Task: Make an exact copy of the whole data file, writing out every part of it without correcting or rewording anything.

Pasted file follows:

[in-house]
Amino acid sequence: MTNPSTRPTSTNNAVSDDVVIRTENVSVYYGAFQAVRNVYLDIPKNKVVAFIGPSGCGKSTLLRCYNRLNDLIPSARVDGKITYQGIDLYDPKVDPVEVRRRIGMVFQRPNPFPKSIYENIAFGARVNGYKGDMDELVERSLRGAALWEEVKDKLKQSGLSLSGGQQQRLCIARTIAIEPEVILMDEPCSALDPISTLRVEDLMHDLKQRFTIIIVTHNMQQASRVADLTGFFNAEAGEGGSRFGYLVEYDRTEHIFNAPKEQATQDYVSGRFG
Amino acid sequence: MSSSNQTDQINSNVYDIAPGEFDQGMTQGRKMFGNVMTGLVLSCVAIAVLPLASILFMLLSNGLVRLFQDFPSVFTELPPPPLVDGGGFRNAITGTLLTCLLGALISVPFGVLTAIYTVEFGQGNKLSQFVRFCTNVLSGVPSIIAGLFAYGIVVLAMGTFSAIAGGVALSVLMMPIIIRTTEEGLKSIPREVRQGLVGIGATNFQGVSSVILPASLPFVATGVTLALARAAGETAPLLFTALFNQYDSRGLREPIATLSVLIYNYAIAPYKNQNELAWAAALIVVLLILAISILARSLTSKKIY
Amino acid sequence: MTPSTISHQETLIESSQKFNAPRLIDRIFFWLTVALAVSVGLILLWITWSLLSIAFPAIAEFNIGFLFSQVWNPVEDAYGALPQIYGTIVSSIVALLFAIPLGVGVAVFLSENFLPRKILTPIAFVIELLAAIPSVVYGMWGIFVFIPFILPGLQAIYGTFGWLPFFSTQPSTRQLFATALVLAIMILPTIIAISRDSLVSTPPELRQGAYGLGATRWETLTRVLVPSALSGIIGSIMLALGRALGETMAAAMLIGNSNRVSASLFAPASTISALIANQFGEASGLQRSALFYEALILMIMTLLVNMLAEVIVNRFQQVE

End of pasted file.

[in-house]
Amino acid sequence: MTNPSTRPTSTNNAVSDDVVIRTENVSVYYGAFQAVRNVYLDIPKNKVVAFIGPSGCGKSTLLRCYNRLNDLIPSARVDGKITYQGIDLYDPKVDPVEVRRRIGMVFQRPNPFPKSIYENIAFGARVNGYKGDMDELVERSLRGAALWEEVKDKLKQSGLSLSGGQQQRLCIARTIAIEPEVILMDEPCSALDPISTLRVEDLMHDLKQRFTIIIVTHNMQQASRVADLTGFFNAEAGEGGSRFGYLVEYDRTEHIFNAPKEQATQDYVSGRFG
Amino acid sequence: MSSSNQTDQINSNVYDIAPGEFDQGMTQGRKMFGNVMTGLVLSCVAIAVLPLASILFMLLSNGLVRLFQDFPSVFTELPPPPLVDGGGFRNAITGTLLTCLLGALISVPFGVLTAIYTVEFGQGNKLSQFVRFCTNVLSGVPSIIAGLFAYGIVVLAMGTFSAIAGGVALSVLMMPIIIRTTEEGLKSIPREVRQGLVGIGATNFQGVSSVILPASLPFVATGVTLALARAAGETAPLLFTALFNQYDSRGLREPIATLSVLIYNYAIAPYKNQNELAWAAALIVVLLILAISILARSLTSKKIY
Amino acid sequence: MTPSTISHQETLIESSQKFNAPRLIDRIFFWLTVALAVSVGLILLWITWSLLSIAFPAIAEFNIGFLFSQVWNPVEDAYGALPQIYGTIVSSIVALLFAIPLGVGVAVFLSENFLPRKILTPIAFVIELLAAIPSVVYGMWGIFVFIPFILPGLQAIYGTFGWLPFFSTQPSTRQLFATALVLAIMILPTIIAISRDSLVSTPPELRQGAYGLGATRWETLTRVLVPSALSGIIGSIMLALGRALGETMAAAMLIGNSNRVSASLFAPASTISALIANQFGEASGLQRSALFYEALILMIMTLLVNMLAEVIVNRFQQVE